Why Anheuser-Busch should hold its nerve

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Anheuser-Busch made headlines last month following a Bud Light campaign involving Dylan Mulvaney, a transgender actress and TikTok influencer.

This incident has been framed, incorrectly in my view, as a cautionary tale for marketers after right-wing politicians criticised the brand as being “woke” and initiated a boycott.

The incident began innocently enough, with Mulvaney posting a lighthearted video to her 1.8 million Instagram followers. “This month, I celebrated my 365th day of womanhood, and Bud Light sent me possibly the best gift ever: a can with my face on it,” she said.

“We never intended to be part of a discussion that divides people. We are in the business of bringing people together over a beer,” said Anheuser-Busch’s CEO, Brendan Whitworth, somewhat defensively.

Jim Geraghty from the conservative National Review thundered that Bud Light, “want to sell to people who, up until now, have had little or no interest in buying or drinking Bud Light.”

But reaching out to new audiences is, of course, the very essence of marketing.

This is especially the case when attempting to revive a brand that has been experiencing a long-term decline. Bud Light’s US volume sales have fallen by 6.4 per cent in the year leading up to March 24, according to Nielsen data.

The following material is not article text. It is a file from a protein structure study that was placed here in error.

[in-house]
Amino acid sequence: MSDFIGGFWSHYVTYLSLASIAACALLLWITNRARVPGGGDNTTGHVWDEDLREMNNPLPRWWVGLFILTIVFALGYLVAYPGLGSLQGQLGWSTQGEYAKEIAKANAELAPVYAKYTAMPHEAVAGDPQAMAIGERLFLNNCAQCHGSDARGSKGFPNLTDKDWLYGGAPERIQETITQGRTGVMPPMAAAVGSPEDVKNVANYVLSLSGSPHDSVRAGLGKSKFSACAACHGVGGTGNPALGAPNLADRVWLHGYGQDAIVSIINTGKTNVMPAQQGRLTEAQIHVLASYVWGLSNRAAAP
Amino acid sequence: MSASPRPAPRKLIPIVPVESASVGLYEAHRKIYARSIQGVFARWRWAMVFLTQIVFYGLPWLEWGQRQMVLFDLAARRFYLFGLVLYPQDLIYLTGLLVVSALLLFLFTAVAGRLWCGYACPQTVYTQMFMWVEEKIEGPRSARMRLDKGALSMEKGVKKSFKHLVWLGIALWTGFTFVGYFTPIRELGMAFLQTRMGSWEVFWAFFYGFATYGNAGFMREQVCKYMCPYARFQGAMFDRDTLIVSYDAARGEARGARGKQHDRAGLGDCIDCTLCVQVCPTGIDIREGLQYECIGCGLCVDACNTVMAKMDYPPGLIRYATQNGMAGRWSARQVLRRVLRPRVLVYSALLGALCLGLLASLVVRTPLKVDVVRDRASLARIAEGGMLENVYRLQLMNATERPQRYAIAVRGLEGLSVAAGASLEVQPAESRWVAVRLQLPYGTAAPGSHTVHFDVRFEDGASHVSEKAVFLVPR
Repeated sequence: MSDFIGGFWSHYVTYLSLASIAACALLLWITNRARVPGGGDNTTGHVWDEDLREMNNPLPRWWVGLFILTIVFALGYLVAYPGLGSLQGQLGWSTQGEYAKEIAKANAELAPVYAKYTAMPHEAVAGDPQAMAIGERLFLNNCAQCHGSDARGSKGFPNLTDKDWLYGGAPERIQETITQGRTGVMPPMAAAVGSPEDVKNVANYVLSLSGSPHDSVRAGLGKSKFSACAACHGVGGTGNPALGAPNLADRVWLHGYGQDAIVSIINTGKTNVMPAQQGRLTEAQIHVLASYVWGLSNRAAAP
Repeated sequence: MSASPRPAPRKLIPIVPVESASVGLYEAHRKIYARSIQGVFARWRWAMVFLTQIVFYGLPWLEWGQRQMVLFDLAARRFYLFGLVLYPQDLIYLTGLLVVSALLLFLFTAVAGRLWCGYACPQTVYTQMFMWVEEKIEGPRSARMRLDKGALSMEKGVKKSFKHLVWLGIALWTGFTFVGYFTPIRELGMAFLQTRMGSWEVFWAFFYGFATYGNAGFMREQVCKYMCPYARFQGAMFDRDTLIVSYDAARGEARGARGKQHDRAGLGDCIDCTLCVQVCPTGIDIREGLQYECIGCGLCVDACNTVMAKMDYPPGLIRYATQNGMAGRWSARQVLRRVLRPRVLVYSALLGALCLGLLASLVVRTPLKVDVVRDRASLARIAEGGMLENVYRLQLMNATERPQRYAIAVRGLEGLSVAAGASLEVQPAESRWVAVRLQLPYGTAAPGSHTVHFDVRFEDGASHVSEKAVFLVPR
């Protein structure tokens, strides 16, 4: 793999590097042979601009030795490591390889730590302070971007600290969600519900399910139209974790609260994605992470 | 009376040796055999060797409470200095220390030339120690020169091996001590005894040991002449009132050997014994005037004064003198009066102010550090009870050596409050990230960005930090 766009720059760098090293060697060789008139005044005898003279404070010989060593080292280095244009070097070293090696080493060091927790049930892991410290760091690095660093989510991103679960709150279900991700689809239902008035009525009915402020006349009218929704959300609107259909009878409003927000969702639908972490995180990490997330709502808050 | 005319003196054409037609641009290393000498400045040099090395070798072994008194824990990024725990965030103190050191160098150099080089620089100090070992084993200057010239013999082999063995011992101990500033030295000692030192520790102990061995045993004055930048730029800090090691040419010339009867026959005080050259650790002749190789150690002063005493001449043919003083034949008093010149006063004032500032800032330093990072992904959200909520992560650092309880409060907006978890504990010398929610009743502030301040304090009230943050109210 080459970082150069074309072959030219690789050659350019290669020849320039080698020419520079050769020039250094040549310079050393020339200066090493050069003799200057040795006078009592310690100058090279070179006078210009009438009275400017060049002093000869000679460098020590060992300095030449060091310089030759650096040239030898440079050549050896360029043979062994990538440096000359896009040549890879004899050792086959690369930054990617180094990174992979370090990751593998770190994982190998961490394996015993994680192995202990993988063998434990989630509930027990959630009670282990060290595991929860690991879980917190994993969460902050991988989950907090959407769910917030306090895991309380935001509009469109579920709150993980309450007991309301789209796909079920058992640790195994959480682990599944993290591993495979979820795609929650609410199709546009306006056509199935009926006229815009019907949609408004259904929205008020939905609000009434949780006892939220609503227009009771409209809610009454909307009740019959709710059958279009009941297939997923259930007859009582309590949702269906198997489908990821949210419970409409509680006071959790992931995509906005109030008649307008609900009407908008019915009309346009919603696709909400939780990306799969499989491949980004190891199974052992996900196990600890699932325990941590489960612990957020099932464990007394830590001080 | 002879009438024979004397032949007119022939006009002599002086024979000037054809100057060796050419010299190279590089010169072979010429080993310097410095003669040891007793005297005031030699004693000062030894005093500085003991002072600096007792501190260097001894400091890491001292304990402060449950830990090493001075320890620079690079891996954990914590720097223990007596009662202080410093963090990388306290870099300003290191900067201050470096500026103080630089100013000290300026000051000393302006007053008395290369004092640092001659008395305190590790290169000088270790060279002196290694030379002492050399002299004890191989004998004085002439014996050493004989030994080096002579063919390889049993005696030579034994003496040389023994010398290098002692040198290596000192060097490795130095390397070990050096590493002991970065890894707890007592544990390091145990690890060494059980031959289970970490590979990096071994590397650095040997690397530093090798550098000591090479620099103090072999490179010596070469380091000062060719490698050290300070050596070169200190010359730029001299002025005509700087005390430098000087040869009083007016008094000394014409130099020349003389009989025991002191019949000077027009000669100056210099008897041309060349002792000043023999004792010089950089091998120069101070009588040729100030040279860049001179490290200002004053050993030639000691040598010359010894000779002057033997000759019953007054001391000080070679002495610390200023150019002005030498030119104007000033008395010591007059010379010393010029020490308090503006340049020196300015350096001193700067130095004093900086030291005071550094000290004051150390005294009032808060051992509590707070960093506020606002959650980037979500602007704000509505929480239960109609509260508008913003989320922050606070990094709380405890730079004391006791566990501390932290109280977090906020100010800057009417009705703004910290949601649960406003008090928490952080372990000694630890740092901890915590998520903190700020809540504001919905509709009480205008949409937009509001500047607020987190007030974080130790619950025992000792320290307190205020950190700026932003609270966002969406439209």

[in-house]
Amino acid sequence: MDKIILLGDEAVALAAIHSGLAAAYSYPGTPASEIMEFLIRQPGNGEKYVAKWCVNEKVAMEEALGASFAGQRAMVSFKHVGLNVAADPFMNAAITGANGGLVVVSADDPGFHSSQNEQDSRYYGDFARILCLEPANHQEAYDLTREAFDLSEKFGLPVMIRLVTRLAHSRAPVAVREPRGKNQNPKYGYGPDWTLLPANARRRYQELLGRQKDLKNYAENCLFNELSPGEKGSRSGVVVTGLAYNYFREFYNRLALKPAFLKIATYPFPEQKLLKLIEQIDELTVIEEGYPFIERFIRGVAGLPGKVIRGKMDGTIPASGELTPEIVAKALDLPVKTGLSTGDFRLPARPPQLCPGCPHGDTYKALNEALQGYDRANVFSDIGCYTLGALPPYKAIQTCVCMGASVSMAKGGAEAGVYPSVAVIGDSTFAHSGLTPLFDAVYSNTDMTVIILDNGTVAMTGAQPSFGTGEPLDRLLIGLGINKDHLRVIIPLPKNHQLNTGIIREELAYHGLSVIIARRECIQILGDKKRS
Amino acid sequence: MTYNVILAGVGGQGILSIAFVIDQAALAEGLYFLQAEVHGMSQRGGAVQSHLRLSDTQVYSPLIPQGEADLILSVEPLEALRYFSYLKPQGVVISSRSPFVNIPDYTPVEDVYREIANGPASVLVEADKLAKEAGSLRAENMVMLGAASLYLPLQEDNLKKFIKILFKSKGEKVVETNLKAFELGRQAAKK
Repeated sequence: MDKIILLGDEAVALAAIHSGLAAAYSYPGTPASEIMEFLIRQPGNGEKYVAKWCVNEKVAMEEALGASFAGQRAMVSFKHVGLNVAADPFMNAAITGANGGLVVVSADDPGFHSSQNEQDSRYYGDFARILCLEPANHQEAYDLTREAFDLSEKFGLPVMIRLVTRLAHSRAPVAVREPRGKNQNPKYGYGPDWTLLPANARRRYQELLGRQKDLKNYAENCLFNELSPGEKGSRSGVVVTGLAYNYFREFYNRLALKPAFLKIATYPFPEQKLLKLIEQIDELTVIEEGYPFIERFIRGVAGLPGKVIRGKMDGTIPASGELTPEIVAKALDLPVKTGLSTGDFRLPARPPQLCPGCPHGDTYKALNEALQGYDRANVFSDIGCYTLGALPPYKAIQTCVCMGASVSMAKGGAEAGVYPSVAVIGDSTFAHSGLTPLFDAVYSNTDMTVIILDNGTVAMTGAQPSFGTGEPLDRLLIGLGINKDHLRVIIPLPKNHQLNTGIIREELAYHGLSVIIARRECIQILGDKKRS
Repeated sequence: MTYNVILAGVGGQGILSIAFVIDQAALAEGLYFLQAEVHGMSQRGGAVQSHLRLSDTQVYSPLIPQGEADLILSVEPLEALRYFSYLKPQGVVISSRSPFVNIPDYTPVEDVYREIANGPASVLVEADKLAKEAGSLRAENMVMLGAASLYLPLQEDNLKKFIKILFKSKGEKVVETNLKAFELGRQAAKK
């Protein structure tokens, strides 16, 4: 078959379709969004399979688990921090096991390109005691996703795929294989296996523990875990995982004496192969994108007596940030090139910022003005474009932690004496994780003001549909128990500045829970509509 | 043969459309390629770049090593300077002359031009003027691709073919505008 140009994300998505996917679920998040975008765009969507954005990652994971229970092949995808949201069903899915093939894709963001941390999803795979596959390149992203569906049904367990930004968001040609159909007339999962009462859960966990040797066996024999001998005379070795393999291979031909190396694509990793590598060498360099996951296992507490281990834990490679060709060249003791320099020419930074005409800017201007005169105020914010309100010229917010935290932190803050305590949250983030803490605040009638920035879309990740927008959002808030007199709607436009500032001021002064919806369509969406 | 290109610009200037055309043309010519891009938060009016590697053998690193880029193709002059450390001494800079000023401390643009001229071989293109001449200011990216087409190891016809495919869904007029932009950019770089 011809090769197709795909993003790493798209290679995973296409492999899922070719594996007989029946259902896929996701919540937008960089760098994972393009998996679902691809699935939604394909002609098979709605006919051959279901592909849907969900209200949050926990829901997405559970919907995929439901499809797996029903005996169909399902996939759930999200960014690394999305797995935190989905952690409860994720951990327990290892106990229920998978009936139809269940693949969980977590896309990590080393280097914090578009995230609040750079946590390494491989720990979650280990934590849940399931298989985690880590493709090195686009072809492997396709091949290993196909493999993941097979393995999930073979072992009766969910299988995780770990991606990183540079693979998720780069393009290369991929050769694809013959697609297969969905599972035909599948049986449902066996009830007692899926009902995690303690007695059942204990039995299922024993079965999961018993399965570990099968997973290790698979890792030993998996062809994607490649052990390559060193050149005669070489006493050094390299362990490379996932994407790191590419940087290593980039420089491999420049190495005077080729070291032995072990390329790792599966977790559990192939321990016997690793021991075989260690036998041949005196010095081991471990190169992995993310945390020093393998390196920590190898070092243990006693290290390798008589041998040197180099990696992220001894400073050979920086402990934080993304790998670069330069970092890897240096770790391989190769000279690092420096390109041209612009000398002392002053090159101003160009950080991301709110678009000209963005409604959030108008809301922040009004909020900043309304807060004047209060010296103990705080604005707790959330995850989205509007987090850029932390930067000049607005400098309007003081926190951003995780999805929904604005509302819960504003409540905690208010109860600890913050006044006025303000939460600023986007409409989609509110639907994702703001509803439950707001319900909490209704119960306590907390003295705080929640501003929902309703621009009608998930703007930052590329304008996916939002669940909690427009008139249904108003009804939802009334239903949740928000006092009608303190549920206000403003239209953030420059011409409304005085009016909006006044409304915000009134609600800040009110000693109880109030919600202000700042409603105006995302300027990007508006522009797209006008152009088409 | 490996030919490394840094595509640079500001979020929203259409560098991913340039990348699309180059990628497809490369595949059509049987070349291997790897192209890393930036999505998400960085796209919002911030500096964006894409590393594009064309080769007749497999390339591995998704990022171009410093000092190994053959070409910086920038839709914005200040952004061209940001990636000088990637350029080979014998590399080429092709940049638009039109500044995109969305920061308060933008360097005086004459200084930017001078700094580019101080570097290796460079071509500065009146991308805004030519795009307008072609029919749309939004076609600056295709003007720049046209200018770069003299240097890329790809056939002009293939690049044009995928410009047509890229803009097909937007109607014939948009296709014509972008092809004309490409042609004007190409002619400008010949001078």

Moreover, Bud Light does not conform to the stereotypical image associated with conservative states in America.

It was introduced in 1982 as a lower carbohydrate, less bitter spin-off of Budweiser. It followed in the footsteps of Miller Lite, which originated as a diet beer catering to calorie-conscious individuals during the fitness boom.

The beers currently usurping Bud Light’s market share in the United States are sharper-tasting imports like Corona, Peroni Nastro Azzurro, and Modelo Especial.

“If we do not attract young drinkers to come and drink this brand, there will be no future for Bud Light,” admitted Alissa Heinerscheid, the brand’s vice-president of marketing, with admirable candour during a podcast interview before the controversy.

Bud Light is a declining asset that needs to regain its appeal among millennials and Gen-Zers. That is the economic reality.

“These efforts to broaden Bud Light’s reach made perfect sense and it has since gained free publicity,” argues John Gapper in the FT.

“The clamour does not change the fact that it needs more drinkers, whether pick-up drivers, urban couples or trans actresses. The rest is froth.”

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